- Dr. David Alfaro
What really fuels you?
When you go for a run or lift some weights, what is actually providing the energy for that to be possible? Are you burning fat? Using glucose? Are you burning a "calorie"?
The main source of energy the human body uses for pretty much every major reaction, including muscle contraction, is a molecule called ATP (adenosine triphosphate).
Let us talk about ATP.
ATP, as its name indicates, is composed of an adenosine component, and a tail of three phosphate molecules, which store a whackload of energy between the bonds. When a phosphate molecule is cleaved off of the end of ATP, the energy stored in the bond between the phosphates is released. It is this energy that can be used to power all of the many reactions that happen in our bodies every day. The ATP, since it loses a phosphate and only has two remaining, becomes ADP (adenosine diphosphate).
This is where "fat burning" and "carb burning" come in. The body needs to add a phosphate back to ADP in order to replenish ATP stores. We can use the energy within the bonds of sugars and fats to add a phosphate back on to ADP, turning it in to ATP again. Fat burning requires oxygen, so it is occurs best during lower intensity exercise. Carb burning can occur without the presence of oxygen, and therefore can provide energy when intensity levels rise and oxygen levels within the muscles drop.
The burning of fats and carbs, however, are long complicated processes that involve the conversion of larger molecules into smaller ones over various steps, using various enzymes. During very intense exercise, the body needs to replish ATP right away, and the way we do it is with another molecule called Creatine.
Creatine works by grabbing on to phosphate molecules (making Creatine phosphate, aka phosphocreatine), storing the phosphate until an ADP molecule comes around. In a direct reaction, the phosphate that is attached to Creatine is swapped on to ADP, making ATP again. It is a very quick process, which helps us boost ATP to perform explosive exercises such as weight lifting. There are limited stores of creatine phosphate within our muscles, and once they are used up we have to rely on the long winded processes of carbohydrate and fat metabolism to replenish our ATP stores (until more creatine phosphate is created).
Like always, let's ask ourselves some questions about creatine.
Does diet impact creatine levels?
Yes. Creatine is found in muscle cells, so it is plentiful in red meat, fish and other animal proteins. A vegetarian diet results in lower levels of creatine in the blood and muscles, even though our bodies can synthesize it from vegetarian protein sources.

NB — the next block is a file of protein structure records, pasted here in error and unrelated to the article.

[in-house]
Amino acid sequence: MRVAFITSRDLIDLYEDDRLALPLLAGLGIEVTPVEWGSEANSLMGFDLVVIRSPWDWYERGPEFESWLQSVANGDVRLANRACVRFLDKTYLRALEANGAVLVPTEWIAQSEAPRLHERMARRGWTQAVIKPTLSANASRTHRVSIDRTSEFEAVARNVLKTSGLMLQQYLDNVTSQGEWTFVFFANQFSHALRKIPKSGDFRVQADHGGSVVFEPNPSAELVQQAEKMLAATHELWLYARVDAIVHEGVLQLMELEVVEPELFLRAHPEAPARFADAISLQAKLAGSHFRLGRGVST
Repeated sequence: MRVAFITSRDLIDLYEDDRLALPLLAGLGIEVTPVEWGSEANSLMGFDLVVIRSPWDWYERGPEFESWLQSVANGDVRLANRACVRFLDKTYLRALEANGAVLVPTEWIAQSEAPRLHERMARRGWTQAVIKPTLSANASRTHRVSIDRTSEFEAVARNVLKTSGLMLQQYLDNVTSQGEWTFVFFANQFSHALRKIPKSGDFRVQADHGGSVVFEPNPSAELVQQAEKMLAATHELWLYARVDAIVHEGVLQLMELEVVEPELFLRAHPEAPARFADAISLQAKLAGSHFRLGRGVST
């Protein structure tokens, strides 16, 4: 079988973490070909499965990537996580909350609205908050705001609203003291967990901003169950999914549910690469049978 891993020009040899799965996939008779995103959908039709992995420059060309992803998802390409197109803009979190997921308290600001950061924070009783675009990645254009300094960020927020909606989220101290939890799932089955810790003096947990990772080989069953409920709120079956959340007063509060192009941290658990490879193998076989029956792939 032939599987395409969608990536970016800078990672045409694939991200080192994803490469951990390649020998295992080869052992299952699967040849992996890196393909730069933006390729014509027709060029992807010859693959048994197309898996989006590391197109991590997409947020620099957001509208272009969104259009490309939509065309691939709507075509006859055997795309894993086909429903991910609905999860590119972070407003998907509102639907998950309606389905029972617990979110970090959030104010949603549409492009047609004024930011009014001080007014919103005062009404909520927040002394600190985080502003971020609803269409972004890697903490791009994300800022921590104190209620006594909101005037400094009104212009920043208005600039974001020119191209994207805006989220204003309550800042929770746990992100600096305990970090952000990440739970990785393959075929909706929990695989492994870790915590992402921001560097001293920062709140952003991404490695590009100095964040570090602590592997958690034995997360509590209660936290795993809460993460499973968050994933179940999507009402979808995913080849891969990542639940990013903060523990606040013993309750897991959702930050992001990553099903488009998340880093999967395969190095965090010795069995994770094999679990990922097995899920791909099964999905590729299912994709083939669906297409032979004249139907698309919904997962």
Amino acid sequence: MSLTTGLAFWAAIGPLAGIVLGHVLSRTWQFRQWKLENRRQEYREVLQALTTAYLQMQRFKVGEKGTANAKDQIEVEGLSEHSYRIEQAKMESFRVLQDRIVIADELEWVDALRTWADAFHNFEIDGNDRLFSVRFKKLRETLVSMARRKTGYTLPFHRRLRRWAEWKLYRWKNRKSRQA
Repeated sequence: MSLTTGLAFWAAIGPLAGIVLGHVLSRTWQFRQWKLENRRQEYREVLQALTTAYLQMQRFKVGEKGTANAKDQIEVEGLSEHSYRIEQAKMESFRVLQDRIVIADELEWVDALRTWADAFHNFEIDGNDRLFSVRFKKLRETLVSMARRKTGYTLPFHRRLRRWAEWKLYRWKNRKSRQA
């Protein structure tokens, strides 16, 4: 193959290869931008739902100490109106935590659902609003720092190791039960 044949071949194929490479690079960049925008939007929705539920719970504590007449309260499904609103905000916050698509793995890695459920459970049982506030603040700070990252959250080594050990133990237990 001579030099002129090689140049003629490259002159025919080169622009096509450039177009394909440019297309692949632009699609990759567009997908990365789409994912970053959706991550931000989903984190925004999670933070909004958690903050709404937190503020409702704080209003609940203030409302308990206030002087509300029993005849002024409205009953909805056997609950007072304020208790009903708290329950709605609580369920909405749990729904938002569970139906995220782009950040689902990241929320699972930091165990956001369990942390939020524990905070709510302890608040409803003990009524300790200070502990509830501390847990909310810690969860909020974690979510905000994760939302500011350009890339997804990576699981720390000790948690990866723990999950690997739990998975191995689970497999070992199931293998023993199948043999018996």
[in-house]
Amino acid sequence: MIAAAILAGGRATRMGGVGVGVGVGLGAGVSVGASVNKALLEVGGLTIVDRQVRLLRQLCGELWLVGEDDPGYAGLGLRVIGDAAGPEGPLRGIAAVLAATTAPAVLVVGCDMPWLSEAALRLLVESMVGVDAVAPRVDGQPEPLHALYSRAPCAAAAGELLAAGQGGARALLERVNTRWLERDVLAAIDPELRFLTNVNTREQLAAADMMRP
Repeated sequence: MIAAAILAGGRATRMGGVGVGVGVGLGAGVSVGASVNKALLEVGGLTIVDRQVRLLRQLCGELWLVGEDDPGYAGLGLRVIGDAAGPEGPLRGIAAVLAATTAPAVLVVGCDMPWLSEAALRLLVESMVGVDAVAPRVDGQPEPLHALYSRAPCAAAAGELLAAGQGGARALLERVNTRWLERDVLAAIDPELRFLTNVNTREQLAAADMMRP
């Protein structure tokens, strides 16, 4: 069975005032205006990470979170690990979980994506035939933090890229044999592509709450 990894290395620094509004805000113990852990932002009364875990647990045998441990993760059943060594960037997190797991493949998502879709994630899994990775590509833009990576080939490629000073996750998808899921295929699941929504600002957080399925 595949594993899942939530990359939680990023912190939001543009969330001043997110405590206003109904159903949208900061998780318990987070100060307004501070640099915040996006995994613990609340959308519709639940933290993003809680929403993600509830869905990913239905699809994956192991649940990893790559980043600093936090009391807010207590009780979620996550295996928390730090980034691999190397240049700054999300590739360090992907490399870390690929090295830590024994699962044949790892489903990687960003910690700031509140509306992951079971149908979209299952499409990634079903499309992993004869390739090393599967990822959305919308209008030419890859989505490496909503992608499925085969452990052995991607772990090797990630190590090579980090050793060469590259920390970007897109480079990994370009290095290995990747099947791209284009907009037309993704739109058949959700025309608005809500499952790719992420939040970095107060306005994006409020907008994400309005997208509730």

Do creatine supplements increase creatine levels?
Yes. Creatine supplementation has been found to increase intramuscular creatine concentrations in both vegetarians and regular people (hehe... burn).
Creatine is a great supplement for vegan and vegetarian athletes, especially if power is a key component of the sport (eg. crossfit).
Does creatine supplementation improve athletic performance?
The answer to this depends on what we are looking at. Creatine helps with the anaerobic, high intensity components of exercise, so it is great for power lifting, and sports with short powerful bursts of sprinting, such as soccer and hockey.
It may not be the best for long distance runners, who are looking at improving their aerobic capacity and keeping their weight down.
For the everyday athlete who wants to hit the gym, go for a run from time to time and maybe take a fitness class, it is a great supplement. Creatine has been shown to improve maximum strength across various power sports, so it helps you push yourself harder, getting a couple more reps in, or pushing heavier weight.
This is where you get the gains, when you train harder.
Is creatine safe?
There are not many long term studies looking at long term creatine supplementation, but realistically, it is not a long term supplement. The gains you get from Creatine plateau quite quickly, so it is something that should be taken intermitantly (a couple of months on, a couple off).
Short term, the side effects are the common ones for any supplement or vitamin, including upset stomach and nausea.
For a really thorough review of creatine read this:
If you are interested in a pre-workout booster that contains creatine, check this out:
It does not have a crazy amount of creatine in it, like a straight creatine supplement would, but there is evidence that lower doses of creatine are effective. If you are vegan and a power lifter, yea you might look for something with a little more creatine in it. For the regular person who eats meat protein, this is a great level of creatine supplementation to start off with.
Thanks for reading!